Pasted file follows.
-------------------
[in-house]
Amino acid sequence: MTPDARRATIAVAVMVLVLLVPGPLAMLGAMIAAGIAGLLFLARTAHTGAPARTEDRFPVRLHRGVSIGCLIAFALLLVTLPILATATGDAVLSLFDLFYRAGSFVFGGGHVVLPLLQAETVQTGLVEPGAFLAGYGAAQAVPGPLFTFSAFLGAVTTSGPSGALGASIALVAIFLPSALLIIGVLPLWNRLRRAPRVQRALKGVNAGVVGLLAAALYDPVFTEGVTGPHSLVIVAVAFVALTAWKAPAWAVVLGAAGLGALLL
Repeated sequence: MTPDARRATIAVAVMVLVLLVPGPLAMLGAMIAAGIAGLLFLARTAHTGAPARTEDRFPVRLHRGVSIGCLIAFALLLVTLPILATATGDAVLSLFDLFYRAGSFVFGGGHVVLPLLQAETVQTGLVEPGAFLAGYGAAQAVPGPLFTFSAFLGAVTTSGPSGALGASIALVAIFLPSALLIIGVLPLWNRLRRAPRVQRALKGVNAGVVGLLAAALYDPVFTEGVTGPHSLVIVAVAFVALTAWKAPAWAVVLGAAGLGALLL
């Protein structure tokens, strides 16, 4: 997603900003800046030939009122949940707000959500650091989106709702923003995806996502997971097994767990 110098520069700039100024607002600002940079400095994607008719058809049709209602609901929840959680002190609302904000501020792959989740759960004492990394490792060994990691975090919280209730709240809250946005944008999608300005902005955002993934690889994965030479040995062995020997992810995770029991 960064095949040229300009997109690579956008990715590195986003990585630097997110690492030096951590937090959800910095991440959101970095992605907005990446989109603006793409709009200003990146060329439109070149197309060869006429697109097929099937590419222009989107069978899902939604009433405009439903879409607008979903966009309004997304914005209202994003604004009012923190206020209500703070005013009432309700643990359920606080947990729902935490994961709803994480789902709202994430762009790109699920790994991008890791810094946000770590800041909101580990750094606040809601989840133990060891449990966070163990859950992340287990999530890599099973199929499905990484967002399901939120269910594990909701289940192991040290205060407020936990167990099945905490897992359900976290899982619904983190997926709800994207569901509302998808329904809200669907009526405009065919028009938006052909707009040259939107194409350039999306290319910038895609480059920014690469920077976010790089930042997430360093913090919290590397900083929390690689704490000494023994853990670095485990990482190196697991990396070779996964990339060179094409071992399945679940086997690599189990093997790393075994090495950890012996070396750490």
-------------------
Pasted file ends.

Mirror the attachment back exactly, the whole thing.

[in-house]
Amino acid sequence: MTPDARRATIAVAVMVLVLLVPGPLAMLGAMIAAGIAGLLFLARTAHTGAPARTEDRFPVRLHRGVSIGCLIAFALLLVTLPILATATGDAVLSLFDLFYRAGSFVFGGGHVVLPLLQAETVQTGLVEPGAFLAGYGAAQAVPGPLFTFSAFLGAVTTSGPSGALGASIALVAIFLPSALLIIGVLPLWNRLRRAPRVQRALKGVNAGVVGLLAAALYDPVFTEGVTGPHSLVIVAVAFVALTAWKAPAWAVVLGAAGLGALLL
Repeated sequence: MTPDARRATIAVAVMVLVLLVPGPLAMLGAMIAAGIAGLLFLARTAHTGAPARTEDRFPVRLHRGVSIGCLIAFALLLVTLPILATATGDAVLSLFDLFYRAGSFVFGGGHVVLPLLQAETVQTGLVEPGAFLAGYGAAQAVPGPLFTFSAFLGAVTTSGPSGALGASIALVAIFLPSALLIIGVLPLWNRLRRAPRVQRALKGVNAGVVGLLAAALYDPVFTEGVTGPHSLVIVAVAFVALTAWKAPAWAVVLGAAGLGALLL
């Protein structure tokens, strides 16, 4: 997603900003800046030939009122949940707000959500650091989106709702923003995806996502997971097994767990 110098520069700039100024607002600002940079400095994607008719058809049709209602609901929840959680002190609302904000501020792959989740759960004492990394490792060994990691975090919280209730709240809250946005944008999608300005902005955002993934690889994965030479040995062995020997992810995770029991 960064095949040229300009997109690579956008990715590195986003990585630097997110690492030096951590937090959800910095991440959101970095992605907005990446989109603006793409709009200003990146060329439109070149197309060869006429697109097929099937590419222009989107069978899902939604009433405009439903879409607008979903966009309004997304914005209202994003604004009012923190206020209500703070005013009432309700643990359920606080947990729902935490994961709803994480789902709202994430762009790109699920790994991008890791810094946000770590800041909101580990750094606040809601989840133990060891449990966070163990859950992340287990999530890599099973199929499905990484967002399901939120269910594990909701289940192991040290205060407020936990167990099945905490897992359900976290899982619904983190997926709800994207569901509302998808329904809200669907009526405009065919028009938006052909707009040259939107194409350039999306290319910038895609480059920014690469920077976010790089930042997430360093913090919290590397900083929390690689704490000494023994853990670095485990990482190196697991990396070779996964990339060179094409071992399945679940086997690599189990093997790393075994090495950890012996070396750490």